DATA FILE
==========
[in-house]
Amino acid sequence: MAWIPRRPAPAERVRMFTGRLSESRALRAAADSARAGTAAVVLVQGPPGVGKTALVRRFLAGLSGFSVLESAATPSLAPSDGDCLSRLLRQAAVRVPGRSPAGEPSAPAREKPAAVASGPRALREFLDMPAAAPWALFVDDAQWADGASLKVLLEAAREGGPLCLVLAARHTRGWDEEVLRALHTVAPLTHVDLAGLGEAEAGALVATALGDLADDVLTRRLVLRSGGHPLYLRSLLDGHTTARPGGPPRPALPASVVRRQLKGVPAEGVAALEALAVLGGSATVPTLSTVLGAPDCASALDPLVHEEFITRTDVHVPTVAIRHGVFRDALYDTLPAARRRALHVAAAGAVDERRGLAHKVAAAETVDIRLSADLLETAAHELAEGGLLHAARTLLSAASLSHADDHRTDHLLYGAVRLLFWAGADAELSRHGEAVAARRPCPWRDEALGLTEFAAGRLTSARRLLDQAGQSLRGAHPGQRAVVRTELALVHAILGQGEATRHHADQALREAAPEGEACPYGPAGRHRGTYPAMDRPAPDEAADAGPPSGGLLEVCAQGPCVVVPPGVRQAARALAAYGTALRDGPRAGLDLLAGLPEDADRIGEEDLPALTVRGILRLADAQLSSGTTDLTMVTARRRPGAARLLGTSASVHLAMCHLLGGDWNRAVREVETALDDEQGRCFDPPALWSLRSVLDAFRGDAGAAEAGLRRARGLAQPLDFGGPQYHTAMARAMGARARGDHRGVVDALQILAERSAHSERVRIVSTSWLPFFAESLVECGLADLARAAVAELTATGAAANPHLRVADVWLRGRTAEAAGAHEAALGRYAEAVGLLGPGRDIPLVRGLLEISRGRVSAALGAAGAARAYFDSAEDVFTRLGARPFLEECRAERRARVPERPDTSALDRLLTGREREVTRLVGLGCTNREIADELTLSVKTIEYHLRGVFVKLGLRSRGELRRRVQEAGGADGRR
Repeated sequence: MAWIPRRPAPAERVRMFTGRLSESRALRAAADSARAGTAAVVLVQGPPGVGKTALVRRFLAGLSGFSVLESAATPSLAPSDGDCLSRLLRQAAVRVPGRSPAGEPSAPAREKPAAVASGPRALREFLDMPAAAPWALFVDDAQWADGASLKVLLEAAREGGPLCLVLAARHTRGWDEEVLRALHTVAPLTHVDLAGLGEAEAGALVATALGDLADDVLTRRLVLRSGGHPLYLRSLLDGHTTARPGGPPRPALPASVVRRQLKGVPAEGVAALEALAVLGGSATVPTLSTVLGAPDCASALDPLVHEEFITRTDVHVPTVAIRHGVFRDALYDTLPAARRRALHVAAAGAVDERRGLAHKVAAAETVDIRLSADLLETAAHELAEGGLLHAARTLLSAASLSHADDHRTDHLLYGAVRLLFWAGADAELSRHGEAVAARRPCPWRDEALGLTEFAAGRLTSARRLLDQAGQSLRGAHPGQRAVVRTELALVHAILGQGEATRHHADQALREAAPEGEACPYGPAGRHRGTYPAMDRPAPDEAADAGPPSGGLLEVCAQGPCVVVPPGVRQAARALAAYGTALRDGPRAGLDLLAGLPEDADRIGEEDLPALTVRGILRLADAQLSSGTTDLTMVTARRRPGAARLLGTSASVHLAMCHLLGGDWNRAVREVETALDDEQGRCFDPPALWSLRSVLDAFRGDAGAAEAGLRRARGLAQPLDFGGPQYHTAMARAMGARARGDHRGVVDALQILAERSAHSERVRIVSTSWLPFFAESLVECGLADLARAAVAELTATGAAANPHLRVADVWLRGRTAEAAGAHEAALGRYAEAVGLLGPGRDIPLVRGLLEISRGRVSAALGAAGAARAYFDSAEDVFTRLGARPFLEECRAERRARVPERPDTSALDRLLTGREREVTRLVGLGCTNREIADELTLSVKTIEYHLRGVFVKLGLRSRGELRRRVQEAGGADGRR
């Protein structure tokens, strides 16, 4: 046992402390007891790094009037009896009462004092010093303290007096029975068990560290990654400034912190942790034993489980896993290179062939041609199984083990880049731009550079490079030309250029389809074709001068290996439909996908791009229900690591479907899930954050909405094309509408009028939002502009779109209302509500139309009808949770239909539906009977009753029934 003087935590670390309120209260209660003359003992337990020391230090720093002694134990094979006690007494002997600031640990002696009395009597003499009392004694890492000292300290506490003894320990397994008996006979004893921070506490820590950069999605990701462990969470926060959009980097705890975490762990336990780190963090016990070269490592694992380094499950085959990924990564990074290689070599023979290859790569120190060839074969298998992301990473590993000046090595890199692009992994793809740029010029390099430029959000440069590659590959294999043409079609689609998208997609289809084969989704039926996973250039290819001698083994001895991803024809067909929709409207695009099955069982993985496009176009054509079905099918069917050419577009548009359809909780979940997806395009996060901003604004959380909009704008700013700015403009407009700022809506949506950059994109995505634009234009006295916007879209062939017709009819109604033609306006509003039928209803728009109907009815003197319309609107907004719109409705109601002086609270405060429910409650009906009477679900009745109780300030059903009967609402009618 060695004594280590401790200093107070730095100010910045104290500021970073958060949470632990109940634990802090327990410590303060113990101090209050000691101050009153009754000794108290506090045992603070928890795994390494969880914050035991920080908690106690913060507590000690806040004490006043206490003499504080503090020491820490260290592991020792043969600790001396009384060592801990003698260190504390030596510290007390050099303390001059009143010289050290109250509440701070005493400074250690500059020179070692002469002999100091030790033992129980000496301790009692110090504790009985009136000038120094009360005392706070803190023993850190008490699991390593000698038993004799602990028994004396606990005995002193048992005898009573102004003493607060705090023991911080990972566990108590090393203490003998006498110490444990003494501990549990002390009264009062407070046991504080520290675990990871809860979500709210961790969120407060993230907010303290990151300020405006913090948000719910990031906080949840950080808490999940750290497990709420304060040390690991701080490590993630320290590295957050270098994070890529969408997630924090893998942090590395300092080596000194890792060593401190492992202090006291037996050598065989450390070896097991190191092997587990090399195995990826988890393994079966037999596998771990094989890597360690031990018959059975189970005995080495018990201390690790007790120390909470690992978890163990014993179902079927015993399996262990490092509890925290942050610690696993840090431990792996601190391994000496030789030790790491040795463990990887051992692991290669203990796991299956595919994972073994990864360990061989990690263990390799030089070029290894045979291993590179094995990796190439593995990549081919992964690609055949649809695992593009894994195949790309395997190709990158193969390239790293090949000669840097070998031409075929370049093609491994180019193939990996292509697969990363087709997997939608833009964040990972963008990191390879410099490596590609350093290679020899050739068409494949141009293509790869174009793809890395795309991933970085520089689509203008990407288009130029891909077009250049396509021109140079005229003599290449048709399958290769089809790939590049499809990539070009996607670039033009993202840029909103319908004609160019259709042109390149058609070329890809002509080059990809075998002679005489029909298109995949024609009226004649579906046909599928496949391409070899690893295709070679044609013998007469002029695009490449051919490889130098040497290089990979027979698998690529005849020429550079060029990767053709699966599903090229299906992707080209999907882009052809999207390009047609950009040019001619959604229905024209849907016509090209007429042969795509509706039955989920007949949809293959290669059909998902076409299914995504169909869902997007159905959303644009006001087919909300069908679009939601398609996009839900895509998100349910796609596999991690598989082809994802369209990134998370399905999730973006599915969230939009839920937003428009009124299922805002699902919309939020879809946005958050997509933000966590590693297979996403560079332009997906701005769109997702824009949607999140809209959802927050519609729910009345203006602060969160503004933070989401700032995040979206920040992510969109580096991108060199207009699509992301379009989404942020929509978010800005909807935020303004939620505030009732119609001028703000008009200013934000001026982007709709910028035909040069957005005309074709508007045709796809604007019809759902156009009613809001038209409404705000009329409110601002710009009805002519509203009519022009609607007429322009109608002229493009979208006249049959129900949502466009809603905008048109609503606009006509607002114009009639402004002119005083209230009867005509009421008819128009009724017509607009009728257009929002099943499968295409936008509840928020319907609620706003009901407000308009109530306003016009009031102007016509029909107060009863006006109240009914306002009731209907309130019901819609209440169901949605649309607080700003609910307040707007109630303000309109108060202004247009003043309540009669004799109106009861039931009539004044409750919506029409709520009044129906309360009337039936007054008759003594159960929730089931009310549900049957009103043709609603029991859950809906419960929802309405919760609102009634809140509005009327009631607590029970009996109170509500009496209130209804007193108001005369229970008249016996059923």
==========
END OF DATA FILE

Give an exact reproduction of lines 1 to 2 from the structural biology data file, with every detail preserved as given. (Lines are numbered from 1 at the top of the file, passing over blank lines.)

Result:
[in-house]
Amino acid sequence: MAWIPRRPAPAERVRMFTGRLSESRALRAAADSARAGTAAVVLVQGPPGVGKTALVRRFLAGLSGFSVLESAATPSLAPSDGDCLSRLLRQAAVRVPGRSPAGEPSAPAREKPAAVASGPRALREFLDMPAAAPWALFVDDAQWADGASLKVLLEAAREGGPLCLVLAARHTRGWDEEVLRALHTVAPLTHVDLAGLGEAEAGALVATALGDLADDVLTRRLVLRSGGHPLYLRSLLDGHTTARPGGPPRPALPASVVRRQLKGVPAEGVAALEALAVLGGSATVPTLSTVLGAPDCASALDPLVHEEFITRTDVHVPTVAIRHGVFRDALYDTLPAARRRALHVAAAGAVDERRGLAHKVAAAETVDIRLSADLLETAAHELAEGGLLHAARTLLSAASLSHADDHRTDHLLYGAVRLLFWAGADAELSRHGEAVAARRPCPWRDEALGLTEFAAGRLTSARRLLDQAGQSLRGAHPGQRAVVRTELALVHAILGQGEATRHHADQALREAAPEGEACPYGPAGRHRGTYPAMDRPAPDEAADAGPPSGGLLEVCAQGPCVVVPPGVRQAARALAAYGTALRDGPRAGLDLLAGLPEDADRIGEEDLPALTVRGILRLADAQLSSGTTDLTMVTARRRPGAARLLGTSASVHLAMCHLLGGDWNRAVREVETALDDEQGRCFDPPALWSLRSVLDAFRGDAGAAEAGLRRARGLAQPLDFGGPQYHTAMARAMGARARGDHRGVVDALQILAERSAHSERVRIVSTSWLPFFAESLVECGLADLARAAVAELTATGAAANPHLRVADVWLRGRTAEAAGAHEAALGRYAEAVGLLGPGRDIPLVRGLLEISRGRVSAALGAAGAARAYFDSAEDVFTRLGARPFLEECRAERRARVPERPDTSALDRLLTGREREVTRLVGLGCTNREIADELTLSVKTIEYHLRGVFVKLGLRSRGELRRRVQEAGGADGRR